Bell Helicopter has added the first international partner to its V-280 Valor program
17th Oct 2014
Bell Helicopter has added the first international partner to its V-280 Valor program to build an advanced medium-utility rotorcraft for the U.S. Army’s Joint Multi Role (JMR) technology demonstration.
Israel Aerospace Industries will supply the nacelle structures for the 280 kt.-cruise tiltrotor. Unlike the Bell Boeing V-22 Osprey, the V-280 has fixed wingtip-mounted engine nacelles with only the proprotors tilting.
Bell has also selected Textron sister company TRU Simulation & Training to build a high-fidelity marketing simulator and desktop maintenance trainer with which to give Army pilots and maintainers exposure to operating the tiltrotor ahead of its first flight in 2017.
"The Army does not have tiltrotors, so when the simulator is complete next spring we can start to get more pilots in and help them understand how to fly a tiltrotor," says Keith Flail, Bell’s Future Vertical Lift (FVL) program director.
Bell has to show the Army that a high-speed, long-range tiltrotor has the hover performance and low-speed agility needed to replace the Sikorsky UH-60 Black Hawk medium utility helicopter beginning around 2035.
The V-22 has proved a tiltotor is fast, and can decelerate and accelerate quickly to increase survivability into and out of the landing zone. But the Osprey has a higher disk loading and lower hover efficiency than a helicopter.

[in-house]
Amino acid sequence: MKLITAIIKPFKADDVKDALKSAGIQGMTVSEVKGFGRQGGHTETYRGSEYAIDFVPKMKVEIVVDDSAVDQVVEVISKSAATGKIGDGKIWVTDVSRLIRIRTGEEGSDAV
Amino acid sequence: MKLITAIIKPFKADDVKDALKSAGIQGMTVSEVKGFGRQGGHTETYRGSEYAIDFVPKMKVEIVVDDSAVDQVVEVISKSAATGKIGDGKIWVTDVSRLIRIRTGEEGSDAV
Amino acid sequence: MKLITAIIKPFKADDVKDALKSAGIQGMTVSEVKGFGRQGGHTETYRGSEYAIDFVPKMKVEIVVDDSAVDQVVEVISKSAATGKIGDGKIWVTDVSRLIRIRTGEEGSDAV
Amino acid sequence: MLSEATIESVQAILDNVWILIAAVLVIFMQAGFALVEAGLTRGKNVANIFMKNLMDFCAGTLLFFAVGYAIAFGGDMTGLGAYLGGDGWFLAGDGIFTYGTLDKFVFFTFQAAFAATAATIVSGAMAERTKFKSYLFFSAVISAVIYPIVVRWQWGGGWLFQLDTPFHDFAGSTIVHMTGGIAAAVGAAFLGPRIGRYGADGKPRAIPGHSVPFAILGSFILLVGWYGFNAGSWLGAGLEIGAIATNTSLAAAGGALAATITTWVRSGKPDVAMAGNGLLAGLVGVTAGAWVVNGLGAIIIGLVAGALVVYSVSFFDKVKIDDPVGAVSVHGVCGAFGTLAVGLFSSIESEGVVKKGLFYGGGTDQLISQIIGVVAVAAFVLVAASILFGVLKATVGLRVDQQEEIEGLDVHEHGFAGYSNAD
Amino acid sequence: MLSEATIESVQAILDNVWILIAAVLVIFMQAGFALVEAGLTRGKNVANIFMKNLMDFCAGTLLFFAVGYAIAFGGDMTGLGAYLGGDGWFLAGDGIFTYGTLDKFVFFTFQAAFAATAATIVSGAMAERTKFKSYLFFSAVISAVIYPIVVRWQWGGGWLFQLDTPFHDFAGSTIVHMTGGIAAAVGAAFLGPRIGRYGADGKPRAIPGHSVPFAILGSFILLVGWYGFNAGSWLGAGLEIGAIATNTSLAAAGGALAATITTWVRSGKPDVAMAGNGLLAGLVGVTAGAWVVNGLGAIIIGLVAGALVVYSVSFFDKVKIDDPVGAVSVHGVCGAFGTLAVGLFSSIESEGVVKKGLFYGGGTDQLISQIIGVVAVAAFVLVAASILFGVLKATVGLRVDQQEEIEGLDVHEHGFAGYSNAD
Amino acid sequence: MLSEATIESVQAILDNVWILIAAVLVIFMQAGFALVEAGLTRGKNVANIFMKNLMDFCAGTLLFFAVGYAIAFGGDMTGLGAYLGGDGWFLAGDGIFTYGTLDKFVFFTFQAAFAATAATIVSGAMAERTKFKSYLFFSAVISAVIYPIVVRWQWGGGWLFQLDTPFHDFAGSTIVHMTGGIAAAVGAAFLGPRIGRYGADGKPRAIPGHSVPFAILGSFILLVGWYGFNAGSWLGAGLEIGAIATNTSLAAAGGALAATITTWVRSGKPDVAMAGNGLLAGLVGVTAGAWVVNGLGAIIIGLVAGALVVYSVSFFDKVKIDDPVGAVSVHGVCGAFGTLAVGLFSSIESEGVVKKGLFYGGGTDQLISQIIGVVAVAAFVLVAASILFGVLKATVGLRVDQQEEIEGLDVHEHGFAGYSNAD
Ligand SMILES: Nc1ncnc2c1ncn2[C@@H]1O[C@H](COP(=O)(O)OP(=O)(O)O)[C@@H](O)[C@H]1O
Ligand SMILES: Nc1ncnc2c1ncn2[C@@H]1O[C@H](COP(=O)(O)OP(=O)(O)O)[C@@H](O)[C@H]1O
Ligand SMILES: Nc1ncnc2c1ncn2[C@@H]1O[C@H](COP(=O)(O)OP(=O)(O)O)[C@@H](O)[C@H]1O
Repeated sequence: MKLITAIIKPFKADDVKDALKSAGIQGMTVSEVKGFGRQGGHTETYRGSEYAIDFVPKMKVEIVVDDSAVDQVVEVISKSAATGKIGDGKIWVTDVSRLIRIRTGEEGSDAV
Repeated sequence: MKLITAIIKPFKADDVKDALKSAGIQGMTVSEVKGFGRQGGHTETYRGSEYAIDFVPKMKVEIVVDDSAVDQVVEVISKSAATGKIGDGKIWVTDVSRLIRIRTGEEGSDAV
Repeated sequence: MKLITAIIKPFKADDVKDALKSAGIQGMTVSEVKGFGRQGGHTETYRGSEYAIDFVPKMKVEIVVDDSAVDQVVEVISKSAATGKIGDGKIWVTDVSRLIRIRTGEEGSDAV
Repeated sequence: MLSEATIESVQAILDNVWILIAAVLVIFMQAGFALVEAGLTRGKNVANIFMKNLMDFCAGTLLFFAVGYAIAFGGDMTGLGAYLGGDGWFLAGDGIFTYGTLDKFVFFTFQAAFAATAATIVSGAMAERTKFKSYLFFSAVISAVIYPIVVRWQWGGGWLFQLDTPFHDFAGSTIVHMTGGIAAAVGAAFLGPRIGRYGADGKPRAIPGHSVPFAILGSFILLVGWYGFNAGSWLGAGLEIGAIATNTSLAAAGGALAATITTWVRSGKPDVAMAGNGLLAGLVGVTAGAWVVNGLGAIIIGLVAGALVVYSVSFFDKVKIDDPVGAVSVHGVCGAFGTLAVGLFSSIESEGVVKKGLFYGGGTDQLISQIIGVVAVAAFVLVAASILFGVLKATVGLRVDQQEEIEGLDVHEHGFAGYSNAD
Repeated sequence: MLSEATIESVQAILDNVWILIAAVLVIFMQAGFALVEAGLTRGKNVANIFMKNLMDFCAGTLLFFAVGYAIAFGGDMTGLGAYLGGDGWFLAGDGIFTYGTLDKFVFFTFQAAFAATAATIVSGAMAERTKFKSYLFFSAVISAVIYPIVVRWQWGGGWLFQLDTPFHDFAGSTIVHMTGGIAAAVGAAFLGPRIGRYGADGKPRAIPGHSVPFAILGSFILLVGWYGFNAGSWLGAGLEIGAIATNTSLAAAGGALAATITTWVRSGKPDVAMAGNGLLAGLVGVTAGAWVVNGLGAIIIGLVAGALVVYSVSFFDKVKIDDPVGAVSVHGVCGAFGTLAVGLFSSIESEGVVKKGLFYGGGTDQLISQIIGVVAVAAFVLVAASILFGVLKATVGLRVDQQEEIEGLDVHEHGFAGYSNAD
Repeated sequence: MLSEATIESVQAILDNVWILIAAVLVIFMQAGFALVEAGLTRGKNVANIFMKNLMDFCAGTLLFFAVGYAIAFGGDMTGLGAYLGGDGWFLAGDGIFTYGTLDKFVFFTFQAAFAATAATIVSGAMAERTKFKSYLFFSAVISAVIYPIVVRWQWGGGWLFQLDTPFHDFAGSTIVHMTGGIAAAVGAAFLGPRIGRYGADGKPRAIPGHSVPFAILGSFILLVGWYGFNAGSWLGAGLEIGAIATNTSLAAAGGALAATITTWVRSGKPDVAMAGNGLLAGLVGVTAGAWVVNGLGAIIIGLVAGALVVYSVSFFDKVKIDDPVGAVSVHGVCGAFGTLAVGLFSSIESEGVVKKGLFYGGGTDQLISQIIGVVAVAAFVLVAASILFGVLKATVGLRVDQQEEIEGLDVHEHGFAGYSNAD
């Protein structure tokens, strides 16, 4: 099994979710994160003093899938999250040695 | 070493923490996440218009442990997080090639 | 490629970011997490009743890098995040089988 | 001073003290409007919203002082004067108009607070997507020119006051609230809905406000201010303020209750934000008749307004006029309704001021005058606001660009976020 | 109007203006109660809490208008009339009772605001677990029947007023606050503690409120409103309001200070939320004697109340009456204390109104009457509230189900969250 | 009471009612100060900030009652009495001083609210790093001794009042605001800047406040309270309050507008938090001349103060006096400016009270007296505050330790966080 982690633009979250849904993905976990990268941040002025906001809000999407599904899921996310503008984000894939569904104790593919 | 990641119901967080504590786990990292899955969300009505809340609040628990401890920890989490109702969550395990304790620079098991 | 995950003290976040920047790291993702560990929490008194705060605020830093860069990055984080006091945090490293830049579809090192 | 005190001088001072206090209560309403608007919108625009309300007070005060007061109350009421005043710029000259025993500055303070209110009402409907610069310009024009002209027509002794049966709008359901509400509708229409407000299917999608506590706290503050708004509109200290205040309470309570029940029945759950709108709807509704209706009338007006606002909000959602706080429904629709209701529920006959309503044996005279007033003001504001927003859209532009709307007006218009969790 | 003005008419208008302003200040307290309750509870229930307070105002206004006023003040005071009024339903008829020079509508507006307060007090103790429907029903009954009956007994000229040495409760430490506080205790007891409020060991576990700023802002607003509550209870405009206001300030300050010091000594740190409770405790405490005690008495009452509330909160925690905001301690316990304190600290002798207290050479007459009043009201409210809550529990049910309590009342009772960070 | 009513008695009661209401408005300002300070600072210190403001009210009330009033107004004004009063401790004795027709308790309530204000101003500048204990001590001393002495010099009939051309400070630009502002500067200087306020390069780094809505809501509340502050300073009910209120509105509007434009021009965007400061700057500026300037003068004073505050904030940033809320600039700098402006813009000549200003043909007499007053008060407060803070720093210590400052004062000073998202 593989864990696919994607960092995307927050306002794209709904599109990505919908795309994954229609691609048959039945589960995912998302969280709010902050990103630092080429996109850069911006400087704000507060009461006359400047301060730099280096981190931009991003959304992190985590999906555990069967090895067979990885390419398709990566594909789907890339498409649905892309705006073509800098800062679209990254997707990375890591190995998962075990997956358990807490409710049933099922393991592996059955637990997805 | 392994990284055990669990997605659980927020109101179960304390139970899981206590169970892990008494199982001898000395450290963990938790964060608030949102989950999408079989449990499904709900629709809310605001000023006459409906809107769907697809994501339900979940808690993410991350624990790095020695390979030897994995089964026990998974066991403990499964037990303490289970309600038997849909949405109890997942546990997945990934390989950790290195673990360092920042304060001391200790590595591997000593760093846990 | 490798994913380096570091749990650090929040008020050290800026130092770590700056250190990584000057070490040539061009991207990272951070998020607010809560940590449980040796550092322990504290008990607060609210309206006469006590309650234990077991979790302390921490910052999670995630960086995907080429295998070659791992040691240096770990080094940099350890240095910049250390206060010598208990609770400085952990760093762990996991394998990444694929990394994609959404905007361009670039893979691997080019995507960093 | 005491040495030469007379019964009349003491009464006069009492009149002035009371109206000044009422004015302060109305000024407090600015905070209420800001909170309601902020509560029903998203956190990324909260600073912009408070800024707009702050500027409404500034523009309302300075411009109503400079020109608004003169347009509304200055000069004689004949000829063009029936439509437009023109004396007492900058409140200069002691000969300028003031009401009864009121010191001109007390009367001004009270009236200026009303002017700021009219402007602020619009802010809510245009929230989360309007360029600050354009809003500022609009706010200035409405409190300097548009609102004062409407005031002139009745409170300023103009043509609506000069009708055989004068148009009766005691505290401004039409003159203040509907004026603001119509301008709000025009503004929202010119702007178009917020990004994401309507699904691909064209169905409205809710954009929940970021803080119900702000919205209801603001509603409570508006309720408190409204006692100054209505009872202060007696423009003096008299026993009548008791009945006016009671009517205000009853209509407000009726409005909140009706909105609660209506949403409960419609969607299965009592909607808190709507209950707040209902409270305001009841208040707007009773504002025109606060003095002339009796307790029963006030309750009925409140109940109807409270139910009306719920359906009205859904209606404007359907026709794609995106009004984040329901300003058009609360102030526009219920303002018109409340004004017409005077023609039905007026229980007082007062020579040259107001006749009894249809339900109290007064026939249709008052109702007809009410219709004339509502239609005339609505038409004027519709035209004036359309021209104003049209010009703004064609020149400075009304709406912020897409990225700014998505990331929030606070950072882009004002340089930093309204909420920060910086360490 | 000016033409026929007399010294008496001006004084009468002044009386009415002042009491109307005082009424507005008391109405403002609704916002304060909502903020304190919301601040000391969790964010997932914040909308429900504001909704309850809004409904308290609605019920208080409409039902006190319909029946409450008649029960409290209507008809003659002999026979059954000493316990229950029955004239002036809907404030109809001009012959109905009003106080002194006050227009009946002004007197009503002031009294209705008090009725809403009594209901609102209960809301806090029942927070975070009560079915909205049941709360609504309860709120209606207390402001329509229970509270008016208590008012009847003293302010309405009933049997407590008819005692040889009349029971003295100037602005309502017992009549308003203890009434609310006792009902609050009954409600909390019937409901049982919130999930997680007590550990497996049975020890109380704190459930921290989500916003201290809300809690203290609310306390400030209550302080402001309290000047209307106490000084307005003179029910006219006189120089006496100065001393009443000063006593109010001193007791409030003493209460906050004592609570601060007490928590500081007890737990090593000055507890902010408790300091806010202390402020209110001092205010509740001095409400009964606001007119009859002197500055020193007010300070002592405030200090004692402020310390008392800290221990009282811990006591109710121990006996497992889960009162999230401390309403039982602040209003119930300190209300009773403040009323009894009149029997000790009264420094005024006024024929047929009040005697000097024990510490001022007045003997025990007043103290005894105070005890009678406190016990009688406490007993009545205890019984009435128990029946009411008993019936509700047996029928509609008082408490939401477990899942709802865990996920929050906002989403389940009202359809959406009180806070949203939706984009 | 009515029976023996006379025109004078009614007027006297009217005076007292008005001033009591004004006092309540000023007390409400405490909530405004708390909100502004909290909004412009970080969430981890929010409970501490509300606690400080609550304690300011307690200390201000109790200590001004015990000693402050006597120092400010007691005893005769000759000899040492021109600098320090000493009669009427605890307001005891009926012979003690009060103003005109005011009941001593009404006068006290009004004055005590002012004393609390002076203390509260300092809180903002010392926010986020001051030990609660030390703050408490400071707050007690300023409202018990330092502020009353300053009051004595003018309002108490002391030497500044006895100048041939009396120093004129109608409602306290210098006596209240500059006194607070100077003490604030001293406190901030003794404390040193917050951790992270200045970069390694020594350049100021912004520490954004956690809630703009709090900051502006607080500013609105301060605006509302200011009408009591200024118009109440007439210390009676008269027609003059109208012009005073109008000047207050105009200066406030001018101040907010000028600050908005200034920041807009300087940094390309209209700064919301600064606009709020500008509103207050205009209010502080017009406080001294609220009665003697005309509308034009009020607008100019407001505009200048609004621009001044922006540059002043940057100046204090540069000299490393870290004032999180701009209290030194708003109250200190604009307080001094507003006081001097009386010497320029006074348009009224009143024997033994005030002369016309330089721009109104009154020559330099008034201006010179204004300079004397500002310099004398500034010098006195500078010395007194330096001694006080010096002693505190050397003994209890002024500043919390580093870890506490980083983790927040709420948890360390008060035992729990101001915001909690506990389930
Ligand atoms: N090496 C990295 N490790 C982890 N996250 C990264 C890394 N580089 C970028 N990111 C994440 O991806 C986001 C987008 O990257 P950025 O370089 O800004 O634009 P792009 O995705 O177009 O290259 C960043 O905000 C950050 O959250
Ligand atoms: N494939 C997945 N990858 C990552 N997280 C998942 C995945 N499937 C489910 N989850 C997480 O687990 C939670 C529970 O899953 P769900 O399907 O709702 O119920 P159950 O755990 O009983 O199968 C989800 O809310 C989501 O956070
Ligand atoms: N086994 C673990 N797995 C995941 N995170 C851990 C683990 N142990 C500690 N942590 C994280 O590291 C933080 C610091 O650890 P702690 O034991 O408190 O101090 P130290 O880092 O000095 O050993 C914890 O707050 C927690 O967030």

Compared to the V-22, the 280-kt V-280 Valor JMR will be simpler and lighter, with lower disk loading and longer wing for greater hover and cruise efficiency. But Bell does not have a prototype to showcase before the V-280 flies.
Sikorsky and teammate Boeing have to show the Army that the unique flying characteristics of their 230-kt SB.1 Defiant JMR demonstrator justify the additional complexity of its rigid coaxial-rotor compound helicopter configuration.
But Sikorsky plans to fly its first prototype S-97 Raider armed scout helicopter by year’s end, and will have a second aircraft it plans to use to conduct customer demonstrations to show the military utility of its high-speed configuration.
Bell plans to use the marketing simulator to give Army pilots early experience of the tiltrotor’s acceleration and deceleration characteristics and the V-280’s low-speed agility, Flail says.
The desktop maintenance instruction device, meanwhile, will let Army maintainers accustomed to working on overhead-mounted dynamic systems see how the V-280’s engines, gearboxes and proprotors would be serviced.
"The wingtip nacelle is different to what they are used to, but V-280 is designed so they can get at components without removing the nacelle. They can take the [rotor] mast off and pull the proprotor gearbox off a spline shaft," he says.
Bell and Sikorsky/Boeing have been selected by the Army to fly competing JMR high-speed rotorcraft demonstrators as a precursor to an FVL Medium program, beginning around 2020, to develop a replacement for the Black Hawk.
Essentially full-scale, Flail says, the V-280 demonstrator is to be powered by two 5,000-shp General Electric T64-419 turboshafts. The engines, previously used in the Sikorsky CH-53E, will be overhauled and modified for the demo.
The T64s will enable demonstration of the tiltrotor’s speed, range and hot-and-high hover capability, but GE says Bell plans to use a version of the Army’s Future Affordable Turbine Engine demonstrator in a production V-280.